drinking soda2. Drinking soda. Whether diet or regular, sodas wreak havoc on the body, said Franci Cohen, CPT, CDN, certified nutritionist, exercise physiologist, and CEO of Fuel Fitness, located in Brooklyn, New York. According to Cohen, two of the ingredients that cause health problems are phosphoric acid, which may weaken bones and cause tooth decay, and high fructose corn syrup in regular soda, which contributes to obesity and high lipid levels, both having the potential to cause heart disease. Diet soda can also lead to weight gain, as artificial sweeteners may trigger sweet cravings.

Diet sodas have cancer-causing potential, too. Aspartame, an artificial sweetener, breaks down into several toxic substances, including formaldehyde, and diet sodas may contain potassium benzoate, a preservative that in the presence of ascorbic or citric acid (often added to soda), breaks down to a chemical called benzene, which is associated with leukemia and other blood cancers.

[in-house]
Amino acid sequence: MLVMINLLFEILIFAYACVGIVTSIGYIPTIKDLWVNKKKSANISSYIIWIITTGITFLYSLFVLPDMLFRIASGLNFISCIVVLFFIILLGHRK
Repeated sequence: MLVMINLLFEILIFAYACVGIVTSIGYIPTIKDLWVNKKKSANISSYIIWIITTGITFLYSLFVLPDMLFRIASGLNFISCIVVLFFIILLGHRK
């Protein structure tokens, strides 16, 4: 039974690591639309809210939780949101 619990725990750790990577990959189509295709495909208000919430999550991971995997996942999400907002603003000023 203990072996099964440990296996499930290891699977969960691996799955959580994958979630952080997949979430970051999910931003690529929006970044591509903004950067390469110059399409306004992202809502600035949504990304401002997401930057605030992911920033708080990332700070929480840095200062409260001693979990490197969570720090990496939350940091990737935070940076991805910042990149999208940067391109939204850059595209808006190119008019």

Cohen’s advice? “There are so many healthier and tastier options these days, that I don’t ever see a need to drink soda,” she said.

Of course, the healthiest choice is filtered water. But if you crave the occasional fizzy drink, try a sparkling water such as La Croix, or a no calorie soda called Zevia, which is sweetened with the nutritional supplement stevia.

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snoring3. Ignoring your (or your partner’s) snoring. Almost everyone snores from time to time, said Michelle Sherwood, DO, owner along with naturopathic doctor and husband Mark of Functional Medical Institute in Tulsa, Oklahoma. According to Dr. Sherwood, you’re more likely to snore if you’re obese, if your belly is too full at night, or if you’re lying on your back. Colds and allergies, drinking too much alcohol, and smoking can also contribute to snoring.